If it was your first try to charge the batteries, then there is good chance that the converter is not the one that is designed for charging the house batteries.

One point while charging the batteries you need to keep in mind is never drain your batteries below 50%. At times that is okay but going below 20% is definitely not good to do. So, stay charged above 20% or better above 50%. Undercharging is one of the prime reasons why batteries fail earlier than expected.

5. Do RV battery freez

Winter can be harsh on your RV and its components. A RV battery is no different. A freezing temperature can destroy the RV battery if its not properly stored and is not charged fully. A discharged battery may freeze at the lesser temperature at which water freezes.

What about fully charged batteries? Well, even the fully charged batteries can freez if the temperature are extremely low like -75 Fahrenheit or so.

One point for normal weather during winter is to keep the batteries properly stored. Like keeping them concrete can be bad, make sure they are stored warm. Lower the temperature, higher is the risk of freezing of electrolyte. With freezing, the electrolyte expands and results in damage.

During winter when the RV is stored, the batteries will start to self discharge. The discharge could be as high as 5% per month. And, in worse condition like storing the batteries on concrete base could result in further decrease.

Li-ion or gel batteries have lower self discharge rate. Also, the self discharge can be higher in case of not fully batteries. So, moral of the story, make sure your batteries are fully charged before going into storage.

6. Using the RV battery for car

RV’s use deep cycle or marine batteries which are designed to supply lower amps for a longer period of time. For car, you need batteries that supply high amps at the starting to kick start the engine.

Thus, not all RV batteries can be used for car. However, you do get different amps of RV batteries and thus, if you find one that is able to start the car then its fine to go with it.

With high amps needed at starting the car, deep cycle batteries would drain faster though. Check for CCA of the car and then decide if the deep cycle battery you have can fit the requirements or not.

But, the basic question. Why would you want to do it anyway? The car batteries are specially made and are best to supply the amp current needed for car.

And, deep cycle batteries used in RV as said above are for different purpose altogether. If you make this wrong usage then obviously it will have bad performance. And you definitely don’t want to get stuck with a car engine failing to start.

7. Storing RV battery in winter

Lets get to the points straight-away.

1. Store the batteries inside storage area or your garage. If its heated one with better warm temperature then very well. A battery may freeze with lower temperatures and thus make sure its warm where its stored.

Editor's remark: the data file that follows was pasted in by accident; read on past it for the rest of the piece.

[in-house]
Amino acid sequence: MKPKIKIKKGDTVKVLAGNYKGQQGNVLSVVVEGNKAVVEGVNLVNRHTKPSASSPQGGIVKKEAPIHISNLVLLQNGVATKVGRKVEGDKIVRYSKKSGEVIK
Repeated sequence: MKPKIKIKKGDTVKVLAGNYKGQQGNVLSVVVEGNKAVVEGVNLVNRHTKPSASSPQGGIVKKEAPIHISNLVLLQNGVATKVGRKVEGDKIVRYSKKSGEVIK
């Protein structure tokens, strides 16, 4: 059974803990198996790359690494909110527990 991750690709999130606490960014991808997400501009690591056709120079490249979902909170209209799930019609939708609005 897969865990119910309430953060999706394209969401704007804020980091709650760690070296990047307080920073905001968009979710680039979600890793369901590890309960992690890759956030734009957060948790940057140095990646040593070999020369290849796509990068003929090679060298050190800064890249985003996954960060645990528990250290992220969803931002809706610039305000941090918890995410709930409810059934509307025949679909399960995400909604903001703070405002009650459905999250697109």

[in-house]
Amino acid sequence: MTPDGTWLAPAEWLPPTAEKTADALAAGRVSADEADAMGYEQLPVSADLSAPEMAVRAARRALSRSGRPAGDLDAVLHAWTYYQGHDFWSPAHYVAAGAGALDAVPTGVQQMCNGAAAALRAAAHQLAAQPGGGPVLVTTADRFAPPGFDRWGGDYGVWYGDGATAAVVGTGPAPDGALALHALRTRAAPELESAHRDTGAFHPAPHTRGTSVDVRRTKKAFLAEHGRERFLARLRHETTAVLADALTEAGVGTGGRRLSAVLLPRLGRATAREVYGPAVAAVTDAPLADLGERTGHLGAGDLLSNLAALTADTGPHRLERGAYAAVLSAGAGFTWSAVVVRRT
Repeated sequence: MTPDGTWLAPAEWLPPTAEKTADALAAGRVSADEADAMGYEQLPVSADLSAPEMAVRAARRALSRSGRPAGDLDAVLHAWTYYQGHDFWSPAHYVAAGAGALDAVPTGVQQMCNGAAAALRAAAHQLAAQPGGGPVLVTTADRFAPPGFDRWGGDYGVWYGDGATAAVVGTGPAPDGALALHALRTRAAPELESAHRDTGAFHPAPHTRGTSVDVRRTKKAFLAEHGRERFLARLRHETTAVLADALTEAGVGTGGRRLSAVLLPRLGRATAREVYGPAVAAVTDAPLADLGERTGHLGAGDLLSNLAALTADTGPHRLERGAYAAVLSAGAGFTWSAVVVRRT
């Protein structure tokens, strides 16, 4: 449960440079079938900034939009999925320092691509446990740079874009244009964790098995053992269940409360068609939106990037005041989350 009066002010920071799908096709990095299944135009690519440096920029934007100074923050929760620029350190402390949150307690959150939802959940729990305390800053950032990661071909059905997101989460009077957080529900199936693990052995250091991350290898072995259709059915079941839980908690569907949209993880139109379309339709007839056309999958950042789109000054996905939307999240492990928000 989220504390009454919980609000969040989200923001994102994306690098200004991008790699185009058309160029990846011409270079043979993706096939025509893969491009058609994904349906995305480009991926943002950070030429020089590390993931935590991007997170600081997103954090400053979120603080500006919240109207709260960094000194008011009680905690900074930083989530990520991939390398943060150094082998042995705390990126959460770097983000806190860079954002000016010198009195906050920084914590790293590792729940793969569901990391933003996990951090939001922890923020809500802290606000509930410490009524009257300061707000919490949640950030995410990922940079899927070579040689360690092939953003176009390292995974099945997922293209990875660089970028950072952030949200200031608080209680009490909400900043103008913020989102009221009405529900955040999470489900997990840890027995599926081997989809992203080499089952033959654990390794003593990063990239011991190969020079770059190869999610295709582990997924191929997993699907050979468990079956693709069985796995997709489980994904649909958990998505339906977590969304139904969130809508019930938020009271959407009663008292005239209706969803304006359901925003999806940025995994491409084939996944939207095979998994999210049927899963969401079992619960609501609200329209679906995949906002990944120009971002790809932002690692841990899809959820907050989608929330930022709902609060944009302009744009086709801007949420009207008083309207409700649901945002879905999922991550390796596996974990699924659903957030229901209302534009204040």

2. Keeping the Battery inside your trailer or RV could be bad.

3. Make sure the battery isn’t kept on a direct concrete floor. It will make it cooler. Instead, use some shelf or some other base for storing.

4. When the batteries are kept idle they loose the charging. Hence, check their voltage during winter and charge them during the storage. You may want to do that 1 or 2 time during the three months. They loose around 5% per month when idle.

5. Before putting the batteries to storage make sure they are fully charged.

6. Can you keep the batteries connected to charger continuously? Its not a good idea, even with smart automatic charging there is risk of overcharging. So, better keep them unconnected and check once in while during the winter months

8. Testing a RV battery

One of the things in maintaining the RV batteries is to test them. Test for what? You need to check if the voltage rating is correct or not. After prolong use or after storage, the batteries may not remain as good.

And, as a precaution of identifying this, you do a voltage checking test. This can be done using a simple multi-meter.

You need to set the multi-meter on DC volts and then check the voltage reading for the battery. But, wait! Follow below procedure to take the reading.

Remove the batteries from the trailer or RV and store it for some hours. Then, once you are ready to take the reading, make sure surface charge is gone.

For this, you could connect the battery and run some smaller appliance or RV lights. After you are done with this, connect the positive terminal of multi-meter to positive lead and negative one to negative lead. This will show the voltage reading. A 12 V battery will show around 12.8 V and 6 V battery show around 6.4 V it could be little lower to around 12.6 and 6.2 for 6 V battery.

9. Reason why battery drains faster

Not a rare scenario where you charged the batteries not so long ago and again the batteries are down. A bad battery wont charge fully and thus it will drain much faster.

So, there is no real direct solution for this as the batteries are either old or have been through worst conditions like overcharging or undercharging or have gone through freezing.

What about batteries that new and in good conditions? Well, the obvious reason is some appliances are taking too much amps. Or you have too many smaller appliances that run together and collateral draw is higher.

A carbon detector or the PL detector can drain the batteries faster. You run an air conditioner, and the battery charge is gone. Running stereos, clocks, water pumps together can drain the batteries.